I lifted that phrase – a cliché, really – from a just-published article in the Wall Street Journal entitled “Long Lines Lead to Rise of Wheelchair ‘Miracles.’” You probably know the general story – lazy, rude, conniving travelers with no disability whatsoever will ask for wheelchair assistance at the airport to get them quickly through security and on to the plane first, often finding a choice seat before the other poor schlumps climb aboard. When the plane arrives at its destination, all of a sudden these helpless souls are just fine and need no assistance so they don’t have to wait and get off the plane last. They are “miracle” passengers.
I wrote about this reprehensible behavior a while back but keep learning new variations of deceit. International travelers, according to the Journal, “see it as a sign of status when an attendant is waiting to greet” them, if only a sad-looking wheelchair jockey. At LAX, for instance, 20 wheelchair requests quickly become 50 as the plane from Germany or Hong Kong nears descent. Apparently some people become disabled on the flight itself. It must be the food.
And I also learned the costs involved. The airlines pay for this service and it can run up to $40 per wheelchair run. Plus, if the attendant has to wait for a prescheduled request, add that to the charge. At LAX, there are 300 requests a day for wheelchairs and 15% are cheaters. Over the course of a year, the cheaters alone add up to hundreds of thousands of dollars of needless expense. And who do you think pays for this? You and me, in jacked-up ticket prices.
But “the thin veneer of civility” governing the public attitude toward the disabled extends far beyond the airport terminal. It’s often quick and unthinking, not unlike the universal impulse to rage at another driver on the road. We all do it: someone sneaks in front of us or cuts us off at an intersection and you are instantly livid. “Why, that @#&^#, who does he think he is…?” Something about being in a moving steel fortress, your Toyota, gives you the permission to be short-tempered and irrational. If you live in Los Angeles, you usually catch yourself before rolling down your window and cursing – the rude driver could be carrying a gun.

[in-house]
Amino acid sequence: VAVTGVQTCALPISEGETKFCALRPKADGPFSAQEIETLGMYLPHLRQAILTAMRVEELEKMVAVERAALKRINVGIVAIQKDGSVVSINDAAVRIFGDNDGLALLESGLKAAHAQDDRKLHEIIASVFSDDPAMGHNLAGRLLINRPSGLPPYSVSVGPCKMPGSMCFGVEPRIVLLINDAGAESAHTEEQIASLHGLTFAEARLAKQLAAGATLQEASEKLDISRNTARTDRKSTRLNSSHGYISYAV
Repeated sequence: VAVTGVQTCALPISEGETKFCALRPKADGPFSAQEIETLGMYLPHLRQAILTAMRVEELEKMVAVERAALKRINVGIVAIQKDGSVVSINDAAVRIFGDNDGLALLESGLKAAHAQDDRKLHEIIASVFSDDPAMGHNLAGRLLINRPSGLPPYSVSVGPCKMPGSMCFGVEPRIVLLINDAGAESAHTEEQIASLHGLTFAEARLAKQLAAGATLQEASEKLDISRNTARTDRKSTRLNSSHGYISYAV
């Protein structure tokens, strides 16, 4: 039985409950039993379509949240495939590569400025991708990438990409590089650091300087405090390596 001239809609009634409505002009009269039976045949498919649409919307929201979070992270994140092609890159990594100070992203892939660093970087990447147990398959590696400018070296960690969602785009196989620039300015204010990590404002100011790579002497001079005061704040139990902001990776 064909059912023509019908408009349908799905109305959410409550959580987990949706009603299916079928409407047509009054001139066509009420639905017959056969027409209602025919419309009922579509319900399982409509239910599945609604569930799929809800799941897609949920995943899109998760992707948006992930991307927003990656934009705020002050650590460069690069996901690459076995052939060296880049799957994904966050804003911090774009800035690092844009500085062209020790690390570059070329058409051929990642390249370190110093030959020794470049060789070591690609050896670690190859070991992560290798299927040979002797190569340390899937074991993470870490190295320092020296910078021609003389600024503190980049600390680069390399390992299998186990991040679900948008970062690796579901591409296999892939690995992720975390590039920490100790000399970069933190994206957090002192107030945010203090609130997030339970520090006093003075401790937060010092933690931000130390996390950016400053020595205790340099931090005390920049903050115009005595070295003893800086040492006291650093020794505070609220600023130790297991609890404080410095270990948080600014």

You know that nice guy that insisted on opening the door for you at the restaurant? Well, he’s a different beast if you happen to encounter him on the road. If he thinks you dissed him with your driving, it doesn’t matter if you are disabled or not. I once had this very experience with a hot-heated pickup truck driver. He started honking and giving me the finger because I slipped by him to turn a corner in front of him. He slowed his truck so he could harass me eye to eye. I politely rolled down my window, said I was sorry, and pointed to my placard, like that was some excuse for my faulty driving. “I don’t give a f***,” I believe were his exact words. “Pull over so I can kick your butt!” I think he would have grabbed my wheelchair and thrown it into traffic, just for fun.
My very first experience with the thin veneer of civility happened on my very first outing after becoming paralyzed. I was waiting for an elevator in a jammed shopping mall, hugging the doorway so I wouldn’t get left behind. As soon as the doors opened, a cackle of mad shoppers just pushed by me, pushed me back, filled the elevator, and left. There is no civility toward the disabled when there is a sale at Macy’s, I guess.
A lot of people in chairs are hyper-attuned to any incivility in public, ready to call someone out who lets a door slam in their face or stands in front of them at a parade. Some of us are even uncivil to people who go out of their way to be civil. “No, lady, I don’t need help with my groceries…no, lady, I know how to get in my car…no, lady, I can get across the street myself…” There is a thin line between patronizing and genuine helpfulness and many chair-users don’t recognize the latter.
What I try to tell myself every time in those situations – lighten up. Don’t go looking for a fight, especially if that fight is in your own head. Even when you see a thoughtless act taking place – like a non-disabled clod stealing your parking spot or occupying your bathroom stall -- let it go. You getting all riled up isn’t going to change that person’s behavior one iota.I hate to break it to you, but the world is chuck full of mindless jerks and they really don’t care how you feel, wheelchair or not. Just take a deep breath and go on with your life. You are not a vigilante.
When I read about those “miracle” travelers, I try to laugh, not explode. I don’t want to add any more stress to my already-stressful life. It’s bad for my health, and probably yours, too.
© 2013 Allen Rucker |
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The Best Seat in the House:
How I Woke Up One Tuesday and Was Paralyzed for Life